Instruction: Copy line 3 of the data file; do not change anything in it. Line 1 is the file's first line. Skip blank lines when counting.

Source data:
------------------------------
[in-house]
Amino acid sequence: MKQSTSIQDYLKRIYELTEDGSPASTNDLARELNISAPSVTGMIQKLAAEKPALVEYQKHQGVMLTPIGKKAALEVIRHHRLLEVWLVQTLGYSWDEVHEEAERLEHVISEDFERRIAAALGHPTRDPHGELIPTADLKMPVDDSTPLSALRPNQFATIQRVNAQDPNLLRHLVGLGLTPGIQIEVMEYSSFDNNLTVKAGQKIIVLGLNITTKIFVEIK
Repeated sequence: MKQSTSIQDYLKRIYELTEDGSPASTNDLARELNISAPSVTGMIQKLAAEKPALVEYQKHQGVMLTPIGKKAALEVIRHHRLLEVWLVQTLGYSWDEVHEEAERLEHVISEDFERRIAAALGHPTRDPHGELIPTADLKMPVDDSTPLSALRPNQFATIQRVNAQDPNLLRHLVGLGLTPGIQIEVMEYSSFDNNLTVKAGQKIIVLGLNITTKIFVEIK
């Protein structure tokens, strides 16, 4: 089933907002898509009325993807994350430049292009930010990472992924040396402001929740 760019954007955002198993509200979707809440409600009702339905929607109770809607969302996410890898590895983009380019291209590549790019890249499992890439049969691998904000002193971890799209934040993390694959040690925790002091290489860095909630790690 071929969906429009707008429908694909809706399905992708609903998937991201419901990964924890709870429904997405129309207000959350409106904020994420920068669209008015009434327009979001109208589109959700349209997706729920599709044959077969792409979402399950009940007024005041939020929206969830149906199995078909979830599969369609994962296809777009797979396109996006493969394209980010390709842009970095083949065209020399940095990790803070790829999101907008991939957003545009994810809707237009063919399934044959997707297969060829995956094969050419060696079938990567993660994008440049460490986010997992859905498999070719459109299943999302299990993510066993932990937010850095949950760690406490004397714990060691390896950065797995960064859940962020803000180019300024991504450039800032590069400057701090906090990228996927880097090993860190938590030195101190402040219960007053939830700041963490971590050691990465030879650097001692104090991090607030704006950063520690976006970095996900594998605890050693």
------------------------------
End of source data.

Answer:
Repeated sequence: MKQSTSIQDYLKRIYELTEDGSPASTNDLARELNISAPSVTGMIQKLAAEKPALVEYQKHQGVMLTPIGKKAALEVIRHHRLLEVWLVQTLGYSWDEVHEEAERLEHVISEDFERRIAAALGHPTRDPHGELIPTADLKMPVDDSTPLSALRPNQFATIQRVNAQDPNLLRHLVGLGLTPGIQIEVMEYSSFDNNLTVKAGQKIIVLGLNITTKIFVEIK